British Colonial Developments, 1774-1834

By Vincent Harlow; Frederick Madden | Go to book overview

21
CABINET MINUTE, 30 April 17901

Whitehall. Present: The Lord Chancellor, The Lord Privy Seal, Duke of Richmond, Duke of Leeds, Lord Chatham, Mr. Pitt, Mr. Grenville.

Upon consideration of the information which has been received from Mr. Meares of the detention and capture of several British vessels at Nootka Sound on the coast of America,2 and of the circumstances of that transaction, as also of the papers which here have been delivered by Mr. del Campo relative thereto;

Your Majesty's servants have agreed humbly to submit to Your Majesty their opinion that Your Majesty's Minister at the Court of Madrid should be instructed to present a memorial demanding an immediate and adequate satisfaction for the outrages committed by Mr. de Martinez; and that it would be proper, in order to support that demand, and to be prepared for such events as may arise, that Your Majesty should give orders for fitting out a squadron of ships of the line.


22
CAPTAIN MEARES: EVIDENCE BEFORE THE COMMITTEE FOR TRADE, 27 May 17903

...Q. Had you any reason to suppose that you would be permitted by the Government at Japan to trade in their territories?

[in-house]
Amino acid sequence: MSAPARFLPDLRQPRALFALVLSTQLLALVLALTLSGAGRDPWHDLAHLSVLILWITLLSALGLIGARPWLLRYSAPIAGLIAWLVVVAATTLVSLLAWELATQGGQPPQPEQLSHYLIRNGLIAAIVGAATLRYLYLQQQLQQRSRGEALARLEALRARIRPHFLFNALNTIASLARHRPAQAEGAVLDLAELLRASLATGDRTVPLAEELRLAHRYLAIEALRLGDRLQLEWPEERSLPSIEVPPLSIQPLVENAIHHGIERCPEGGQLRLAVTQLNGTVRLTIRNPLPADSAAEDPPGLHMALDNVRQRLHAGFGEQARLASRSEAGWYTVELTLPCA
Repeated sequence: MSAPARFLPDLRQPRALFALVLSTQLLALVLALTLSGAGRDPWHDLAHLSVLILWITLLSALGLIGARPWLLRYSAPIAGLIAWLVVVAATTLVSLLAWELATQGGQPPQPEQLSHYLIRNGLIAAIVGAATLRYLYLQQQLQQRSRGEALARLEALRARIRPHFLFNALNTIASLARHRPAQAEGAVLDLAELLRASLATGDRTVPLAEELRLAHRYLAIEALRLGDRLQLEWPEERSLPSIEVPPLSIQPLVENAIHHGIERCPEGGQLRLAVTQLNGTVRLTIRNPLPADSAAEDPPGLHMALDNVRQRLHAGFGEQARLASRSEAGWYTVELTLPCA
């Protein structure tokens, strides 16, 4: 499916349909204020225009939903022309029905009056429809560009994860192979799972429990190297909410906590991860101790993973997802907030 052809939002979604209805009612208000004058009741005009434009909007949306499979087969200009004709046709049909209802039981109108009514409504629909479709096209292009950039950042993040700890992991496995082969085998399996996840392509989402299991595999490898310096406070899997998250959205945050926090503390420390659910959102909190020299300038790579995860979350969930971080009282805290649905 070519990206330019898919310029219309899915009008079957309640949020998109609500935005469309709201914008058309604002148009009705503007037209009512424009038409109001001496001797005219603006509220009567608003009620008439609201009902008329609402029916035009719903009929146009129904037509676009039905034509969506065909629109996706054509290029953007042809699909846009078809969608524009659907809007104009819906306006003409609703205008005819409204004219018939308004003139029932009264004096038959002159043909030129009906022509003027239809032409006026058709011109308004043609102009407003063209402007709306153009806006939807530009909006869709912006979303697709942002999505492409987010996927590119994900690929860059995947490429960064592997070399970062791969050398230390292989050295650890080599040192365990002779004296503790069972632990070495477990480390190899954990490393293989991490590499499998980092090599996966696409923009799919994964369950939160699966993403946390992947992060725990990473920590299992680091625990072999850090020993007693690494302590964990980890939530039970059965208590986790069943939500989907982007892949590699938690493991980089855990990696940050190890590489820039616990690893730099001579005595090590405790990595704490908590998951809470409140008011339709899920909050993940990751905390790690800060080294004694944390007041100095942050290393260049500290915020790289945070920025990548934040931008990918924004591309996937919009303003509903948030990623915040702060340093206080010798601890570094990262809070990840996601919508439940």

A. We had, for we conceive the Empire of Japan to consist of a number of Islands. The great Island Niphon is under the immediate inspection of the existing Government but the other surrounding Islands are under the command of great Lords who are nearly independent of the principal Government. We received information of

____________________
1
Dropmore Papers (H.M.C. 1892), vol. i, p. 579. Enclosed in Grenville to George III, 1 May 1790.
2
On 13 May 1790 Meares's memorial on the capture of vessels (owned by the Merchant Proprietors and by Etches and Co.) by the Spanish naval commander Don Martinez in Nootka Sound was presented to a sympathetically indignant House of Commons: see Meares Voyages, Appendix I. Reparation was demanded and a fleet under Lord Howe was assembled to enforce satisfaction if Spain proved tardy. A convention with Spain on Nootka Sound was signed largely in Britain's favour on 28 October 1790. See Part. Hist. xxviii. 916-18. (For the debate see especially ibid. 972-80.)
3
B.T. 5/6, pp. 230-1, 232-3. When the old Board of Trade was abolished with the special American Department in 1782, Lord Shelburne had tried to co­ordinate the work of both under the Secretaryship of State for the Home Department, and to build up a plantation branch there in the Home Office under Grey Elliott, clerk of reports in the old Plantation Office. But in March 1784 a special (temporary) Committee of the Council was appointed to consider trade and plantation business which in August 1786 was itself superseded by a more permanent committee of ex officio members under Charles Jenkinson, Lord Hawkesbury, as President.

-33-

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